Use Opportunity Costs to Help You Budget

I recently had the opportunity to co-host a webinar with the wonderful career coach, Dr. Norma Reyes. The theme of the discussion was “How to Have a Better Relationship with Money.” (If you missed it, you can check it out here).
I had two major “a-ha” moments during the discussion:

  1. I really enjoy talking to people about their money questions! This is relief, given that that is the purpose of this blog.
  2. Most money questions are actually psychology questions.

You heard right – most questions about money don’t result in a straight, black and white answer. More times than not, they lead to further questions about the person’s psyche, motivations, wants, and fears. We touched on this a little bit in 2 different posts: How to Invest Your 401k and 3 Money Questions You Should Stop Asking.

One area that you can really see the psychology involved in finance is when it comes to the topic of saving.

In my experience, people’s attitudes toward savings are strongly influenced by upbringing.

For example, my family and I are immigrants. We moved to the United States when I was 5 years old, and thanks to my parents’ hard work, frugal spending habits, and forward thinking, I was able to attend college and not incur student loans (thanks mom and dad!)

My savings habits have been modeled by my parents’ example- scarcity mentality and bargain-hunting have been instilled in me from an early age.

To give you an idea of how I grew up, when I went to Disney World for the first time and asked my dad for a souvenir, he responded, “A souvenir? What, did you lose the receipt?”

True story.

So, what does all this have to do with saving?

As a first-generation finance consumers, we’ve had to develop our own savings heuristics through trial and error. There’s no one method to force people to save, because money is a deeply personal thing. However, one thing that I’ve noticed when helping others is how powerful the notion of an opportunity cost is.

Opportunity costs are “the loss of other alternatives when one alternative is chosen.”

I use opportunity costs all the time to help me save money. I began using this when I graduated from college, and started my first “big girl” job in New York City. My parents and I hardly ever ate growing up, at home it was all about borscht and kotleti (my mom is Russian) or arroz con frijoles (my dad is Cuban). So here I was, a newly-minted college grad living in the Big Apple, ready to eat out every day!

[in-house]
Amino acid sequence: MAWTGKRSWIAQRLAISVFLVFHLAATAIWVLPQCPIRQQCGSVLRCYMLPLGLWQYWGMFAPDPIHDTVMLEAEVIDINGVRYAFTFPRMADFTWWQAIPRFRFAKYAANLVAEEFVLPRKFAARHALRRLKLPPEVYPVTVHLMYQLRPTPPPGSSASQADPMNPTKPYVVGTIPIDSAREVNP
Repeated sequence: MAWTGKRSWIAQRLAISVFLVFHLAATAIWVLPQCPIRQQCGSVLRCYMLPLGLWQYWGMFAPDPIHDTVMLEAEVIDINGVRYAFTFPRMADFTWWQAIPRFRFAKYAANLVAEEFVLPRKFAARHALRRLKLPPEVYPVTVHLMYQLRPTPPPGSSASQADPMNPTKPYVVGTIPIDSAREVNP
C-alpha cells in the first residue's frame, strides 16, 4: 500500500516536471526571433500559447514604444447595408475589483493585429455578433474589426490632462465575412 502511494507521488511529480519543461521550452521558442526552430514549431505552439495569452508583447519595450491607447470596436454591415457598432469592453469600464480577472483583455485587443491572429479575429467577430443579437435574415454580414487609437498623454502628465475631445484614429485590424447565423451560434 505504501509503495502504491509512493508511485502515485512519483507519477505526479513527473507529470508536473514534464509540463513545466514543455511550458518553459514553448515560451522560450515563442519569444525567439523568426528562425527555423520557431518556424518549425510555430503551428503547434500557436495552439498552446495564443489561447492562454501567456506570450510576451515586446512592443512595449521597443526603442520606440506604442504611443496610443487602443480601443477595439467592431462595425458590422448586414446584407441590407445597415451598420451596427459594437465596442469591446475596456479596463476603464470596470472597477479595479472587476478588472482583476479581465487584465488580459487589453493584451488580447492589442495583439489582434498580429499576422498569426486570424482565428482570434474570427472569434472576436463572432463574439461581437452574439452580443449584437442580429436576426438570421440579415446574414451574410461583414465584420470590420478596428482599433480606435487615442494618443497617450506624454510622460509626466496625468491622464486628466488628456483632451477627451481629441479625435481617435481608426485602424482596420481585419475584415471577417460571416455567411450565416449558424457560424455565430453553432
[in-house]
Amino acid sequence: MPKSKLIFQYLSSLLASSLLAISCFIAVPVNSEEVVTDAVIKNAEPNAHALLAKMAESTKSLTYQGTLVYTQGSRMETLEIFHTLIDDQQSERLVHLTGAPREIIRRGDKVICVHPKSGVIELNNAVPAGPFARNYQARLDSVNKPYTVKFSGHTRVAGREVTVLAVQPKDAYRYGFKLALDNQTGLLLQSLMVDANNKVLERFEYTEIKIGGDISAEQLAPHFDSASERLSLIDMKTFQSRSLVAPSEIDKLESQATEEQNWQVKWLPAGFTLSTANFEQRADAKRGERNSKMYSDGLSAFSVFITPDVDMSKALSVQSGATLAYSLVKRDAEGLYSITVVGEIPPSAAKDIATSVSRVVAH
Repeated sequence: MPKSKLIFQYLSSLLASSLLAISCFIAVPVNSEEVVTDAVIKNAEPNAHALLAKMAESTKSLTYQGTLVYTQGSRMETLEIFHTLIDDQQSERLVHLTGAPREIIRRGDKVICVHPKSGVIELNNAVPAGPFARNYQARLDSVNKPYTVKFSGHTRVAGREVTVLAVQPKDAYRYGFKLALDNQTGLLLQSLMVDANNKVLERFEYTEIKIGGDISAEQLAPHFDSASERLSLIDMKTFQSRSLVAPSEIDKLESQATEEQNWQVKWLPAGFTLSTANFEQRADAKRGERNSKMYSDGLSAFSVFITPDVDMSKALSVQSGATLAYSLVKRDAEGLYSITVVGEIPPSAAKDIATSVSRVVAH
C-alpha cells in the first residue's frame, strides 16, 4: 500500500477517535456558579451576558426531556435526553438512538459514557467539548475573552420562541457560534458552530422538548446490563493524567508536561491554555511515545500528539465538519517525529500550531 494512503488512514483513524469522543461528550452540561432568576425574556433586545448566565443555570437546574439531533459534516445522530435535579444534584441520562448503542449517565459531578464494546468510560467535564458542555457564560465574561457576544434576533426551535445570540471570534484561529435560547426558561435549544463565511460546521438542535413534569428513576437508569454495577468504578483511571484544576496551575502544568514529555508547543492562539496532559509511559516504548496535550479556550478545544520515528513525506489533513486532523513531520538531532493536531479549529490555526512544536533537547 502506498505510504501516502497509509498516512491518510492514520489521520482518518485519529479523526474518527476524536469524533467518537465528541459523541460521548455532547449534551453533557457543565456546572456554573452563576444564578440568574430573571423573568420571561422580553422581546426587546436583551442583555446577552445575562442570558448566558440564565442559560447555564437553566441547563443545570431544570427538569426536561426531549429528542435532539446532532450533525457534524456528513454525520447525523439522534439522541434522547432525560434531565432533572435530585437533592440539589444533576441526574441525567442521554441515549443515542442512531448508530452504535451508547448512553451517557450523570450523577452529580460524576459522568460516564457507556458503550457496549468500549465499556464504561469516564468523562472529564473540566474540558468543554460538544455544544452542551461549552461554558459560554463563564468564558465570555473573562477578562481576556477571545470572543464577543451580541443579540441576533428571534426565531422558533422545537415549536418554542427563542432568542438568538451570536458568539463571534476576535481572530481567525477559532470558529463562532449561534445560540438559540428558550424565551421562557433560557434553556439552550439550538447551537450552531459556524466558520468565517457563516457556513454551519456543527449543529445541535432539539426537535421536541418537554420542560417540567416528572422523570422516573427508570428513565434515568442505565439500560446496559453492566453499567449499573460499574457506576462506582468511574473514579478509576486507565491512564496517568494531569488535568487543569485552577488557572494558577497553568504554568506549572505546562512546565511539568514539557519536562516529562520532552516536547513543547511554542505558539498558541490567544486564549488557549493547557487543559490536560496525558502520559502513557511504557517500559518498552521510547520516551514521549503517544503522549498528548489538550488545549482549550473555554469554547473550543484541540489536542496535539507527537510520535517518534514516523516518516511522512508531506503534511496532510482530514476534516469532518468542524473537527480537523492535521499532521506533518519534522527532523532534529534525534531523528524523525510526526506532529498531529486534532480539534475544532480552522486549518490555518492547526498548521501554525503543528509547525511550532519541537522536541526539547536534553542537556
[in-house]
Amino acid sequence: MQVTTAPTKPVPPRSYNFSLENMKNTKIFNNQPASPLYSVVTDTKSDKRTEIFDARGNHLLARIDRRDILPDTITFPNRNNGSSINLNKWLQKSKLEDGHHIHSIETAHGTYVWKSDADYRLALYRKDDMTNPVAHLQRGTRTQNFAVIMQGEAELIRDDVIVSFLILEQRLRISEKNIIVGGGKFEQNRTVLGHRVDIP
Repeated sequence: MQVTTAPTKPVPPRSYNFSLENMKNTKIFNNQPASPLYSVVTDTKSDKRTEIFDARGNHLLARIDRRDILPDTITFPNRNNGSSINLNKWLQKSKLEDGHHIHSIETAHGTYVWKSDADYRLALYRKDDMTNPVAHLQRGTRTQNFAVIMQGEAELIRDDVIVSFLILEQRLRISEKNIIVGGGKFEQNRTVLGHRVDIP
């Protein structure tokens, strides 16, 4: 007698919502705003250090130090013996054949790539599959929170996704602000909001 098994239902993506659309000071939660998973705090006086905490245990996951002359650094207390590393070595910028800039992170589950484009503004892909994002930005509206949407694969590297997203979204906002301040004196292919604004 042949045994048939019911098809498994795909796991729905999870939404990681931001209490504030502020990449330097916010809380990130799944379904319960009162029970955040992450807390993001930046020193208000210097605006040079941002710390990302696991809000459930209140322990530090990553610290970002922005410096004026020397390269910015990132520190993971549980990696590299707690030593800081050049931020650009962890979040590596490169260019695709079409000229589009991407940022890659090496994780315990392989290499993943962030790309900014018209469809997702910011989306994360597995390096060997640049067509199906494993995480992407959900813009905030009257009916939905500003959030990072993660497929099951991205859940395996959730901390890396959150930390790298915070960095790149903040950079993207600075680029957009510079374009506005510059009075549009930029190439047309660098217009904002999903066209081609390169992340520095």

Except, I rapidly noticed that spending money on lunch wasn’t all it was cracked up to be. I was also eating away at my spending.
Here’s where those opportunity costs kick in.

I quickly realized that even a crappy lunch costs ~$10. $10 per day, over the course of 5 weeks? That’s $50 per week. Assuming there’s 3 weeks in a month that’s about $150 per month on a sad lunch. Per year? That was $1,800 I was throwing away on mediocre food. In New York City, that’s how much my 1-bedroom studio apartment cost.

Eating out each day for lunch, over the course of the year, was gonna cost me about a month of rent.

I felt insulted.

From that point on, I buckled down and decided to bring my lunch to work. The mathematics of eating lunch to me didn’t make sense, and growing up as a latch-key kid, I had enough experience preparing meals for my parents when they came home to whip up some basic recipes.

Sidenote: who here remembers the anxiety you felt when you saw your parents come home and you forgot to take the meat out of the freezer? Still haunts me to this day.

One size does NOT fit all

Notice, I’m not making a blanket statement like “you MUST bring your lunch to work,” or “STOP eating avocado toast” or “save x% per month.” That’s ridiculous. Each person’s budget is personal.

I choose to save money on eating out, so that I have more money to spend on impromptu travel. Whereas other people plan vacations months in advance, I tend to “wing it” a bit more. I’m not saying I buy flight tickets the day before, but I allow myself a certain flexibility when it comes to travel planning, because I’ve balanced my savings equations elsewhere.

I don’t have to worry about it, because I know I’ve put in the savings throughout the year by bringing my lunch to work.

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